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Character Analysis Of Iago From Shakespeare's "Othello".

653 words - 3 pages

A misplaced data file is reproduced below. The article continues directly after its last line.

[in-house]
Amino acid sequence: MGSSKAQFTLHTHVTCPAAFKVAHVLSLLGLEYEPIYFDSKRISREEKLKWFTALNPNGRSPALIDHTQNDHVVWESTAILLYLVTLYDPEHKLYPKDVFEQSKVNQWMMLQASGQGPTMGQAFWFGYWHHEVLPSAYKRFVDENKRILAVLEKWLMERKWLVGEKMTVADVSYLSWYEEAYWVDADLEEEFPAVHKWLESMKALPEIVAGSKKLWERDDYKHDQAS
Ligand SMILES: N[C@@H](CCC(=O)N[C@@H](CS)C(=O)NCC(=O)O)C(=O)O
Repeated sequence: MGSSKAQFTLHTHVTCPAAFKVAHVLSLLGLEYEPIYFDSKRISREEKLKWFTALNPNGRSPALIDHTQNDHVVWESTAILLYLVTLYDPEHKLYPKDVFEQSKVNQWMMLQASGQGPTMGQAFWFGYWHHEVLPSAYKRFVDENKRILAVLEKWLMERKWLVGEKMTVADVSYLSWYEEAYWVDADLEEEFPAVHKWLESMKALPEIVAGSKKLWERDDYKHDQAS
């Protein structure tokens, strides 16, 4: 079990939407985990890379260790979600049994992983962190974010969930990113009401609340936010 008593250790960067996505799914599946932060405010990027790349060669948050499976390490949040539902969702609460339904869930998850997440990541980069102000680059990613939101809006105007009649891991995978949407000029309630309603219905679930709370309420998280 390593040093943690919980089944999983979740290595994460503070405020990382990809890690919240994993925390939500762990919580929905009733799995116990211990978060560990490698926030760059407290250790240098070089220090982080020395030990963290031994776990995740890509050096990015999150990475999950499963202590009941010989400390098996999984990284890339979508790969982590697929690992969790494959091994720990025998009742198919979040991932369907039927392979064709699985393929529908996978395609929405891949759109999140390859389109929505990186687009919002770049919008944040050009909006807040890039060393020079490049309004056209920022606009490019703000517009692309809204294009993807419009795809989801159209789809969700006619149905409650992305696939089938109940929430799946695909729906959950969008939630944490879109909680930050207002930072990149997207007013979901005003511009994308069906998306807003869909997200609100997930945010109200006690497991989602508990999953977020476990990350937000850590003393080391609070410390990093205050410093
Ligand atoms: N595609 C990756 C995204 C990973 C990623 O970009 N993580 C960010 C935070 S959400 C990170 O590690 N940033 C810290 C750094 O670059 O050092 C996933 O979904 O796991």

"I am not what I am" (I.i.62) declares Iago to Roderigo near the beginning of Shakespeare's Othello, who will not take action because he is slow-witted. Iago's love of deception signals his evil. He is a deranged individual, full of envy, who wants to cause chaos and pain.In acts I and II Iago, bent on bringing forth the destruction of Othello, gives to himself a list of motives for his hatred. His first motive, the fact that Othello gave the job of lieutenant to Michael Cassio, is the only one that makes sense for him to hate Othello. Not getting the job causes him feel to feel like a professional failure, hence causing a desire for revenge. When Roderigo responds to says "I would not follow him then," (I.i.38), Iago responds with "I follow him to serve my turn upon him" (I.i.39). That is, he pretends to be friends with Othello in order to get revenge. He then gives a list of reasons, all weak, for hating Othello. The second reason is fear of Othello having a relationship with Emilia, saying that Othello has "twixt [his] sheets / H'as done [his] office" (I.iii.378-379) with only "mere suspicion in that kind" (I.iii.380) to back it up. Similarly, when he gives his third motive, that he loves Desdemona "not out of absolute lust though peradventure / [he stands] accountant for as great a sin / but partly led to diet [his] revenge" (II.i.292-294). Yet another reason that Iago does not directly state, but is implicit, is his sickening jealousy of Othello's love and happiness with Desdemona. Iago's reasons, though weak, show him to be disturbed human with inhumane methods of achieving his goal.In his monologues and speeches to Roderigo, Iago reveals how emotionally sick he is. After Roderigo leaves the stage, Iago says how he has nothing to do with him other than for "sport and profit" (I.iii.377). These same words, "sport and profit", describe why Iago manipulates Othello and...

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